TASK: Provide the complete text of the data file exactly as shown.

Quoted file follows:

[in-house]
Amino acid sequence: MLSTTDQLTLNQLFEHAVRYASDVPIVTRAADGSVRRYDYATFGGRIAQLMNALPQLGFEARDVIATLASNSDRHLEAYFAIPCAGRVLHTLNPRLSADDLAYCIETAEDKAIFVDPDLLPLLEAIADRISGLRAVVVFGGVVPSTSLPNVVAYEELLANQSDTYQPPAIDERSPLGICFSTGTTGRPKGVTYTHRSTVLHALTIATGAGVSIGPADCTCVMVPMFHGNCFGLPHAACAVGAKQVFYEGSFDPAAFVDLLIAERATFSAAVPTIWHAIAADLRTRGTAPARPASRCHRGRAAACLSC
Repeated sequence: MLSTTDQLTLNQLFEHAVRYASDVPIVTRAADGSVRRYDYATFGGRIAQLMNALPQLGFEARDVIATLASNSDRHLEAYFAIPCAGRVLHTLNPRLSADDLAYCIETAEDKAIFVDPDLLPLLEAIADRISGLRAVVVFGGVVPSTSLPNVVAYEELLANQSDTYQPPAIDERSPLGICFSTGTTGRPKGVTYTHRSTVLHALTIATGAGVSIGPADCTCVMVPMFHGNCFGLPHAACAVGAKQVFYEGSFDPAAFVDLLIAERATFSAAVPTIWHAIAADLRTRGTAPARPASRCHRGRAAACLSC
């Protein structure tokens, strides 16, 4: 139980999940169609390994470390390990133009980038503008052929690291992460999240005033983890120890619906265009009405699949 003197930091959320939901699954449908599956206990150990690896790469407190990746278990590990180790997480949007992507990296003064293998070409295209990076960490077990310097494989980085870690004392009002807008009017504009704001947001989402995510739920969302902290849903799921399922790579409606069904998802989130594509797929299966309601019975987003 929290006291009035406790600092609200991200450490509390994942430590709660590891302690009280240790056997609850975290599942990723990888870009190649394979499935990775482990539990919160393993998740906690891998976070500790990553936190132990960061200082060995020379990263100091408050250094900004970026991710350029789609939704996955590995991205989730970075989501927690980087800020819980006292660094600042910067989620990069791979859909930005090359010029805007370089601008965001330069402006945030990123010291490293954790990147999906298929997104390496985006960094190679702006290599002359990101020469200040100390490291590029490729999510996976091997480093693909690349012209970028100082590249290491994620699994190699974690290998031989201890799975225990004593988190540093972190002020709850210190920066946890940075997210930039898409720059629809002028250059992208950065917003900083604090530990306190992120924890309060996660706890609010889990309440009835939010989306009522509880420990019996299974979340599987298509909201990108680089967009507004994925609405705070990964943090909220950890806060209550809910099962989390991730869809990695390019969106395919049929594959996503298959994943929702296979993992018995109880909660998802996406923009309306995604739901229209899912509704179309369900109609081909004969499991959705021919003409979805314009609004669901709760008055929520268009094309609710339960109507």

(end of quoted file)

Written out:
[in-house]
Amino acid sequence: MLSTTDQLTLNQLFEHAVRYASDVPIVTRAADGSVRRYDYATFGGRIAQLMNALPQLGFEARDVIATLASNSDRHLEAYFAIPCAGRVLHTLNPRLSADDLAYCIETAEDKAIFVDPDLLPLLEAIADRISGLRAVVVFGGVVPSTSLPNVVAYEELLANQSDTYQPPAIDERSPLGICFSTGTTGRPKGVTYTHRSTVLHALTIATGAGVSIGPADCTCVMVPMFHGNCFGLPHAACAVGAKQVFYEGSFDPAAFVDLLIAERATFSAAVPTIWHAIAADLRTRGTAPARPASRCHRGRAAACLSC
Repeated sequence: MLSTTDQLTLNQLFEHAVRYASDVPIVTRAADGSVRRYDYATFGGRIAQLMNALPQLGFEARDVIATLASNSDRHLEAYFAIPCAGRVLHTLNPRLSADDLAYCIETAEDKAIFVDPDLLPLLEAIADRISGLRAVVVFGGVVPSTSLPNVVAYEELLANQSDTYQPPAIDERSPLGICFSTGTTGRPKGVTYTHRSTVLHALTIATGAGVSIGPADCTCVMVPMFHGNCFGLPHAACAVGAKQVFYEGSFDPAAFVDLLIAERATFSAAVPTIWHAIAADLRTRGTAPARPASRCHRGRAAACLSC
């Protein structure tokens, strides 16, 4: 139980999940169609390994470390390990133009980038503008052929690291992460999240005033983890120890619906265009009405699949 003197930091959320939901699954449908599956206990150990690896790469407190990746278990590990180790997480949007992507990296003064293998070409295209990076960490077990310097494989980085870690004392009002807008009017504009704001947001989402995510739920969302902290849903799921399922790579409606069904998802989130594509797929299966309601019975987003 929290006291009035406790600092609200991200450490509390994942430590709660590891302690009280240790056997609850975290599942990723990888870009190649394979499935990775482990539990919160393993998740906690891998976070500790990553936190132990960061200082060995020379990263100091408050250094900004970026991710350029789609939704996955590995991205989730970075989501927690980087800020819980006292660094600042910067989620990069791979859909930005090359010029805007370089601008965001330069402006945030990123010291490293954790990147999906298929997104390496985006960094190679702006290599002359990101020469200040100390490291590029490729999510996976091997480093693909690349012209970028100082590249290491994620699994190699974690290998031989201890799975225990004593988190540093972190002020709850210190920066946890940075997210930039898409720059629809002028250059992208950065917003900083604090530990306190992120924890309060996660706890609010889990309440009835939010989306009522509880420990019996299974979340599987298509909201990108680089967009507004994925609405705070990964943090909220950890806060209550809910099962989390991730869809990695390019969106395919049929594959996503298959994943929702296979993992018995109880909660998802996406923009309306995604739901229209899912509704179309369900109609081909004969499991959705021919003409979805314009609004669901709760008055929520268009094309609710339960109507």